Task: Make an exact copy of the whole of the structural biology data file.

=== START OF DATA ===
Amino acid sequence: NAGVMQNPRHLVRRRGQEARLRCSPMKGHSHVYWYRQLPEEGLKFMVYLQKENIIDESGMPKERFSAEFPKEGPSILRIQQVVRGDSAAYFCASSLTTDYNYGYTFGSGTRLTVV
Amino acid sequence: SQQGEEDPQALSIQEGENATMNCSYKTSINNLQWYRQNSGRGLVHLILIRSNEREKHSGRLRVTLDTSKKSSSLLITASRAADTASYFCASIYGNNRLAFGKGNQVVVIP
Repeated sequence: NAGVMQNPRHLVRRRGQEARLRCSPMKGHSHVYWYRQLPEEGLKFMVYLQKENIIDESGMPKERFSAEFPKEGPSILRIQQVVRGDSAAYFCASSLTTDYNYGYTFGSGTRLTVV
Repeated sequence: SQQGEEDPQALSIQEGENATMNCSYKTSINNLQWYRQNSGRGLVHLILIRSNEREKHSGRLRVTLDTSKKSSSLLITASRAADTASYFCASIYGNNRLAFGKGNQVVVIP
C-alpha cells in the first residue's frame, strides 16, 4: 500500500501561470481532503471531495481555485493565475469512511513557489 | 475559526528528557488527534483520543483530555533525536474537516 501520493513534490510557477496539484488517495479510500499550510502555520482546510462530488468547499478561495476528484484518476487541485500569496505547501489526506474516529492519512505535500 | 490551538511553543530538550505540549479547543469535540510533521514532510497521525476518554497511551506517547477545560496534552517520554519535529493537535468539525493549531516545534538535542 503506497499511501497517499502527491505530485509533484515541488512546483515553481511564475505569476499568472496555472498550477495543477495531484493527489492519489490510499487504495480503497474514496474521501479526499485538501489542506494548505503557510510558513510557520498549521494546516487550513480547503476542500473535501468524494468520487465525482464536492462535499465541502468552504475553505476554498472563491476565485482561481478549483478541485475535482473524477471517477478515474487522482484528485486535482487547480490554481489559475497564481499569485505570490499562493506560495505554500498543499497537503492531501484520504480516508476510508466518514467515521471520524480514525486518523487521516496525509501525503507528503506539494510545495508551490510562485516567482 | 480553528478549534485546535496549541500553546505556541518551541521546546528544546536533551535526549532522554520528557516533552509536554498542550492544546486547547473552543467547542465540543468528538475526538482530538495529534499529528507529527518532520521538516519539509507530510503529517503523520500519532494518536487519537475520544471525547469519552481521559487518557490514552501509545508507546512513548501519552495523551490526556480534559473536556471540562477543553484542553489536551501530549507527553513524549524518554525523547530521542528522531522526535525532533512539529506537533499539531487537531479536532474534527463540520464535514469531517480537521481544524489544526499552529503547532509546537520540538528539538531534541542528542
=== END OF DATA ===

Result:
Amino acid sequence: NAGVMQNPRHLVRRRGQEARLRCSPMKGHSHVYWYRQLPEEGLKFMVYLQKENIIDESGMPKERFSAEFPKEGPSILRIQQVVRGDSAAYFCASSLTTDYNYGYTFGSGTRLTVV
Amino acid sequence: SQQGEEDPQALSIQEGENATMNCSYKTSINNLQWYRQNSGRGLVHLILIRSNEREKHSGRLRVTLDTSKKSSSLLITASRAADTASYFCASIYGNNRLAFGKGNQVVVIP
Repeated sequence: NAGVMQNPRHLVRRRGQEARLRCSPMKGHSHVYWYRQLPEEGLKFMVYLQKENIIDESGMPKERFSAEFPKEGPSILRIQQVVRGDSAAYFCASSLTTDYNYGYTFGSGTRLTVV
Repeated sequence: SQQGEEDPQALSIQEGENATMNCSYKTSINNLQWYRQNSGRGLVHLILIRSNEREKHSGRLRVTLDTSKKSSSLLITASRAADTASYFCASIYGNNRLAFGKGNQVVVIP
C-alpha cells in the first residue's frame, strides 16, 4: 500500500501561470481532503471531495481555485493565475469512511513557489 | 475559526528528557488527534483520543483530555533525536474537516 501520493513534490510557477496539484488517495479510500499550510502555520482546510462530488468547499478561495476528484484518476487541485500569496505547501489526506474516529492519512505535500 | 490551538511553543530538550505540549479547543469535540510533521514532510497521525476518554497511551506517547477545560496534552517520554519535529493537535468539525493549531516545534538535542 503506497499511501497517499502527491505530485509533484515541488512546483515553481511564475505569476499568472496555472498550477495543477495531484493527489492519489490510499487504495480503497474514496474521501479526499485538501489542506494548505503557510510558513510557520498549521494546516487550513480547503476542500473535501468524494468520487465525482464536492462535499465541502468552504475553505476554498472563491476565485482561481478549483478541485475535482473524477471517477478515474487522482484528485486535482487547480490554481489559475497564481499569485505570490499562493506560495505554500498543499497537503492531501484520504480516508476510508466518514467515521471520524480514525486518523487521516496525509501525503507528503506539494510545495508551490510562485516567482 | 480553528478549534485546535496549541500553546505556541518551541521546546528544546536533551535526549532522554520528557516533552509536554498542550492544546486547547473552543467547542465540543468528538475526538482530538495529534499529528507529527518532520521538516519539509507530510503529517503523520500519532494518536487519537475520544471525547469519552481521559487518557490514552501509545508507546512513548501519552495523551490526556480534559473536556471540562477543553484542553489536551501530549507527553513524549524518554525523547530521542528522531522526535525532533512539529506537533499539531487537531479536532474534527463540520464535514469531517480537521481544524489544526499552529503547532509546537520540538528539538531534541542528542